Anish Bhanwala targets Olympic quota spot

Anish Bhanwala, the 16-year-old shooter, hopes to obtain qualification at the upcoming World Cup in New Delhi.

Eye on the prize: Anish Bhanwala hopes to participate in the 2020 Olympics in Tokyo.   -  AP

Anish Bhanwala, the Commonwealth Games gold medallist, has meticulously planned his path to the Olympics in 2020. His first aim is to secure a quota for the Games at the upcoming World Cup.

“My target is to do well in the World Cups this year, where quotas for the Olympics will be on offer. The main one is the World Cup in Delhi in February, it’s in my home ground,” Anish told PTI. “It’s a step-by-step process; I am focusing on qualifications for the time being, once that is done then I will think about the Olympics,” he added.

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Sixteen-year-old Bhanwala had grabbed headlines at the Commonwealth Games in 2018, claiming the top prize in the men’s 25m rapid fire pistol category to be India’s youngest gold medallist at the Games. En route, he had put up a record score of 30.

Bhanwala, a Haryana-born shooter, has several other international titles, too, to boost his impressive CV. He clinched the Commonwealth Shooting Championship title in 2017, in Brisbane; the ISSF World Cup 2018 title, in Guadalaraja; and the ISSF Junior World Cup 2018 title, in Sydney. In the 25m standard pistol category, he has a world record score of 579, secured at the ISSF Junior World Championships in 2017.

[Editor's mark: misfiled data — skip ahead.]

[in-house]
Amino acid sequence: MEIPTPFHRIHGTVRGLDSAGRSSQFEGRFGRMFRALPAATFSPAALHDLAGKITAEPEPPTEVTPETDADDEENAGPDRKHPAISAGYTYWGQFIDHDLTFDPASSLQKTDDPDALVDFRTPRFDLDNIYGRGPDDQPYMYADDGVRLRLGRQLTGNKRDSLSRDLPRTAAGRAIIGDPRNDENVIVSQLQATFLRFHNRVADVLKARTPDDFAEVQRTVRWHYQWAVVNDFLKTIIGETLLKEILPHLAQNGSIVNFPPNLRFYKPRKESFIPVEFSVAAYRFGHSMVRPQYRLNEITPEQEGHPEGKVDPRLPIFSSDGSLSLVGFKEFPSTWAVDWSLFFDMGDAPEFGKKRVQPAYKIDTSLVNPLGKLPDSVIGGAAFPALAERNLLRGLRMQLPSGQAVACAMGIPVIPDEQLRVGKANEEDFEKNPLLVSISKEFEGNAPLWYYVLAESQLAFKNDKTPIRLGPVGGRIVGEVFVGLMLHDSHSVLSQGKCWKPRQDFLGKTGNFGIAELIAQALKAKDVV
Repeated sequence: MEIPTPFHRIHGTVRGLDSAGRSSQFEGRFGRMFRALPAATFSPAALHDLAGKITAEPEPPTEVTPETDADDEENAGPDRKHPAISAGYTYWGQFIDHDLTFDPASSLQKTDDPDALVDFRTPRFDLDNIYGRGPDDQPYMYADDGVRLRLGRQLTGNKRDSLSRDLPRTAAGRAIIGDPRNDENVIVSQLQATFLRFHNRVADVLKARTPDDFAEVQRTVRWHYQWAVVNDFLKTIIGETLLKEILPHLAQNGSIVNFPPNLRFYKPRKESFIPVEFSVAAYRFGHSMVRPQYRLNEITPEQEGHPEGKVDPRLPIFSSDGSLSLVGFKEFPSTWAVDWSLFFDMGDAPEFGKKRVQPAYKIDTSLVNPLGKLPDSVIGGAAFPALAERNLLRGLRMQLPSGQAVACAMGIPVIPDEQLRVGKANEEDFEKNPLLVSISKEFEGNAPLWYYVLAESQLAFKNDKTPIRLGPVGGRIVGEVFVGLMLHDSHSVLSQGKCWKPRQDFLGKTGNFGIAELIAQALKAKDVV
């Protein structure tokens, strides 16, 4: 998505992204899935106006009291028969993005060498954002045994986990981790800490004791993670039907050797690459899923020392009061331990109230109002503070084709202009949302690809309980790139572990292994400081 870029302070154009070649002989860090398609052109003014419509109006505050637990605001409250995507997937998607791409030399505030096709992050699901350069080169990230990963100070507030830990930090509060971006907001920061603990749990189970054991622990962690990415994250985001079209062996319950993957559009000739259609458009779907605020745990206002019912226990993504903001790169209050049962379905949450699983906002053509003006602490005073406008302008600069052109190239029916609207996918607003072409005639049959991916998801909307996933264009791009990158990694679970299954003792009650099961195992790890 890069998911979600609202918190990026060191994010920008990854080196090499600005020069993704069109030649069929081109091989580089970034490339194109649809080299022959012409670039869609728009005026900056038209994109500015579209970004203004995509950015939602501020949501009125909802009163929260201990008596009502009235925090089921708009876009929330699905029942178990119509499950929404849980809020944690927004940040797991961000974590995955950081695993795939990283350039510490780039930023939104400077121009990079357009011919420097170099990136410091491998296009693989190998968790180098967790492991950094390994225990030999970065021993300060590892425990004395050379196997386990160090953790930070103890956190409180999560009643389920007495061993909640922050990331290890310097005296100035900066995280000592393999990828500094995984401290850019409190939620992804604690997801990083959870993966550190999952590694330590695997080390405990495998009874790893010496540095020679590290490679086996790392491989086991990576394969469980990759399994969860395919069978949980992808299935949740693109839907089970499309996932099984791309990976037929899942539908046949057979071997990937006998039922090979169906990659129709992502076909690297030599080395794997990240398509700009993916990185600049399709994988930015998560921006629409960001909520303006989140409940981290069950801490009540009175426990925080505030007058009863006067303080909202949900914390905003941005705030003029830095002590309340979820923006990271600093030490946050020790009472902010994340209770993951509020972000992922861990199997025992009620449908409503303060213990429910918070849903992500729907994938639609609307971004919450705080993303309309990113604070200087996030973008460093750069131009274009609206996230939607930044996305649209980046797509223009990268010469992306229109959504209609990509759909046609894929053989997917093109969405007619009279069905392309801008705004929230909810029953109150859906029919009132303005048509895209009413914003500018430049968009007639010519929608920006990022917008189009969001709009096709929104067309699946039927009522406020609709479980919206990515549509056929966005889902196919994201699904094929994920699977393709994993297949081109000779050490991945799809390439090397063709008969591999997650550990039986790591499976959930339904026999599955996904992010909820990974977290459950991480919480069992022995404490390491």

Olympic quota up for grabs

The Shooting World Cups begin in February, 2019. New Delhi hosts the first one for rifle and pistol events. It will offer Indian shooters a chance to secure Olympic quotas at home. So far, among Indians, only Apurvi Chandela and Anjum Moudgil have managed to secure quotas for the Olympics, both in the women’s 10m air-rifle event.

Apurvi Chandela (left) and Anjum Moudgil (right) are the only Indian shooters to have clinched the Olympic quota spot so far. Photo: ISSF

 

Bhanwala has put behind his less-than-desired performance at the Asian Games, 2018. He had failed to qualify for the final event. He said, “There is always pressure on us during the games, not just the Asian Games. My training was good and my first half went well but the second half was a little down. I missed the finals by two-three points only,” Bhanwala said.

Bhanwala had produced a fine performance in the qualifications, but on the second day, could not reproduce it. Eventually, he finished ninth, with a score of 576. “I tried my best but I feel my performance wasn’t that bad. You can miss out by a slightest of margins on certain days, it is a part and parcel of the sport,” he added.

‘Competitive’ sport

By participating in junior and senior events — unlike other sporting disciplines, shooting allows young aspirants to participate in both categories — Bhanwala has benefitted. “The number of participants has increased, youngsters taking part have also increased, it has become very competitive now at the junior as well as the senior level,” he said.

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Among other upcoming stars jostling for space alongside him are Manu Bhaker and Saurabh Chaudhary. “It’s good that we get to compete more — in the junior as well as the senior events. Our confidence also increases once we compete at the senior competitions and after that junior events seem simpler,” Bhanwala said.